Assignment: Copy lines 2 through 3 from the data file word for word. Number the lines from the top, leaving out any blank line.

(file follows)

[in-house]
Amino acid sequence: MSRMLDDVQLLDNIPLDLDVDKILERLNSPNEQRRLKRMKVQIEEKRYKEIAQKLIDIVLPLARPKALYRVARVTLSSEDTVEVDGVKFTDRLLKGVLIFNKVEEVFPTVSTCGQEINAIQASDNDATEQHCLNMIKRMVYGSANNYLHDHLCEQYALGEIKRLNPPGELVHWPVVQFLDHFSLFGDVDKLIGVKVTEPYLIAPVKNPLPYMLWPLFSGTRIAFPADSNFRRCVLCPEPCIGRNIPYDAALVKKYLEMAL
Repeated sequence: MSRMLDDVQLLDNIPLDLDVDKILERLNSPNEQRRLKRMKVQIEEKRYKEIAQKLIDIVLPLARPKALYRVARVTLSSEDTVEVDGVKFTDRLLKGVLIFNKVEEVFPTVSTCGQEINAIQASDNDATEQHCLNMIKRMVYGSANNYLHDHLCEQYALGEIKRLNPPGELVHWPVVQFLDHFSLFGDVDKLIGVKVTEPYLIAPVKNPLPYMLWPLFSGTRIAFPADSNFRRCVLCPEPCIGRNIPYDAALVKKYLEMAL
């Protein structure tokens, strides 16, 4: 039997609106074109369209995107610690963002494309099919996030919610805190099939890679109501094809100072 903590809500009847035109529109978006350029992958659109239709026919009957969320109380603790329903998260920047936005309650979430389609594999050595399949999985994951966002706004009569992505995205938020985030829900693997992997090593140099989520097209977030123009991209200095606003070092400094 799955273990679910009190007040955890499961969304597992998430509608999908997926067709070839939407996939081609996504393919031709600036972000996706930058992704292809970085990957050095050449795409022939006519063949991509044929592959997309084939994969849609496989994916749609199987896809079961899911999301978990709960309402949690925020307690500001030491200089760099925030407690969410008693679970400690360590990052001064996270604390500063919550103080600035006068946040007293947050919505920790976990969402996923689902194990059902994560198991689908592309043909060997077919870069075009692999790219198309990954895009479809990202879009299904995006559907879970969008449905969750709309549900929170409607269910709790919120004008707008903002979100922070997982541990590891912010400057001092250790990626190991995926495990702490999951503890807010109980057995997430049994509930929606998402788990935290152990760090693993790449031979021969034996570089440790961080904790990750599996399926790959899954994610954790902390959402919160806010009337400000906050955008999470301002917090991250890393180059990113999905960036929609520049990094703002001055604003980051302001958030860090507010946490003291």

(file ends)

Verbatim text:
Amino acid sequence: MSRMLDDVQLLDNIPLDLDVDKILERLNSPNEQRRLKRMKVQIEEKRYKEIAQKLIDIVLPLARPKALYRVARVTLSSEDTVEVDGVKFTDRLLKGVLIFNKVEEVFPTVSTCGQEINAIQASDNDATEQHCLNMIKRMVYGSANNYLHDHLCEQYALGEIKRLNPPGELVHWPVVQFLDHFSLFGDVDKLIGVKVTEPYLIAPVKNPLPYMLWPLFSGTRIAFPADSNFRRCVLCPEPCIGRNIPYDAALVKKYLEMAL
Repeated sequence: MSRMLDDVQLLDNIPLDLDVDKILERLNSPNEQRRLKRMKVQIEEKRYKEIAQKLIDIVLPLARPKALYRVARVTLSSEDTVEVDGVKFTDRLLKGVLIFNKVEEVFPTVSTCGQEINAIQASDNDATEQHCLNMIKRMVYGSANNYLHDHLCEQYALGEIKRLNPPGELVHWPVVQFLDHFSLFGDVDKLIGVKVTEPYLIAPVKNPLPYMLWPLFSGTRIAFPADSNFRRCVLCPEPCIGRNIPYDAALVKKYLEMAL